You can turn this option off or on whenever you want to, but it’s best to leave it on so that future backup automatically takes place at regular intervals. You can also specify how often your File History backups take place, and which specific files and folders are included in your backups. Click the heading labeled More Options and you’ll be taken to a new window that contains several useful features.
By default, File History creates backups of your files once hourly, but if you want it to start immediately then you can just click the button marked Back Up Now to make your first backup. Right underneath that is a pull-down menu that allows you to specify how often your backups take place. This can range from every 10 minutes to just once a day, but the default hourly backups are probably fine for most people. Making regular backups of all your files can take up a lot of space on your external hard drive so there’s a second pull-down menu that tells File History how long it should keep all those backups. The default option is to keep them forever – better safe than sorry, after all – but you can vary this from one month to two years if you want. You can also tell Windows 10 to delete older backups automatically if your external hard drive gets full and you need to free up some space for newer backups.
When it’s creating a backup, File History automatically copies all the folders that are part of your main User Account on your PC, such as Music, Photos and Videos (to view the folders in your User Account just go to the Users folder on your main C: drive and click the folder that has your personal account name – ie C:/Users/Pete). However, you can also make backups of files that are stored in other folders too. Just click ‘Add A Folder’ to open a file browser window that allows you to select the folders you want.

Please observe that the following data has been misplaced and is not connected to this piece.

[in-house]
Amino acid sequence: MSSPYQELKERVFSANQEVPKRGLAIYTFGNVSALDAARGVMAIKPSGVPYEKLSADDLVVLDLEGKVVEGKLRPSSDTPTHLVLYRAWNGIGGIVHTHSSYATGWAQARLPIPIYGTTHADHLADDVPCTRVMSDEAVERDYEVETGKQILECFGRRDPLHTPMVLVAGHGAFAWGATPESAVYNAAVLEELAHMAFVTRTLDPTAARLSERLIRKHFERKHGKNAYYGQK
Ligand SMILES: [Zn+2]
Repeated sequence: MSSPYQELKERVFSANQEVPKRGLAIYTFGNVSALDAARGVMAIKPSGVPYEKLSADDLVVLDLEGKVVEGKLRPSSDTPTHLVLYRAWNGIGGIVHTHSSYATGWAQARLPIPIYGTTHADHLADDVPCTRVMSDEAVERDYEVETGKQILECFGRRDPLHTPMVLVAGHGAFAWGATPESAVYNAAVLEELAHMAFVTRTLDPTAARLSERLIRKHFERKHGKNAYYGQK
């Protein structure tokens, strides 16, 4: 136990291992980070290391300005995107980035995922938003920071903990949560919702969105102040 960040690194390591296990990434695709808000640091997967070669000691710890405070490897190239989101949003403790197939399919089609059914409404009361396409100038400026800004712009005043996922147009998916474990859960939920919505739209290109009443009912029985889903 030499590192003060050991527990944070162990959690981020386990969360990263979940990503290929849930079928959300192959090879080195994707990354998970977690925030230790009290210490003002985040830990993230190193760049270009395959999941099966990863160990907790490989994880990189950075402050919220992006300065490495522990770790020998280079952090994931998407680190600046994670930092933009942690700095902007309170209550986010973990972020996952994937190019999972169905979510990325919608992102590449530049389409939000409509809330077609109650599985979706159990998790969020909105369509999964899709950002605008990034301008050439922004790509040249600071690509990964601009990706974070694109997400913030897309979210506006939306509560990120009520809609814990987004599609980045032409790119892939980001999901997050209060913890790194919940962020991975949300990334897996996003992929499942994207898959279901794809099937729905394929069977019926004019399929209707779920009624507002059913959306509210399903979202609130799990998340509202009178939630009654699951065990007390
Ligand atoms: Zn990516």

If you ever need to locate a file from your backup drive then you can just click on the Start Menu in the Windows 10 taskbar and type ‘File History’ into the Search bar. In the list of search results you’ll see an option labeled ‘Restore Your Files With File History’, and when you click on this you’ll open a window that displays all the folders that are backed-up onto your external hard drive.
The thing to note here, though, is that there’s a set of Forward and Back controls at the bottom of this window, similar to the playback controls that you’ll find on any music or video player. These allow you to step backwards and forwards through all the backups you’ve made in recent weeks and months. This means that you can go right back and locate files that you might have deleted many months ago. You can also use it to recover and compare different versions of a file that you may have worked on and edited over a period of time, which is really useful.
There are, of course, dozens of backup programs and software – both free and paid-for – that can assist with file backups, but these options that are built into File History in Windows 10 should be completely sufficient for general day-to-day use. Most hard drives also come with their own backup software that is incorporated in the price of the drive, so you generally don’t need to worry about finding or buying any other backup software for this type of simple file backup.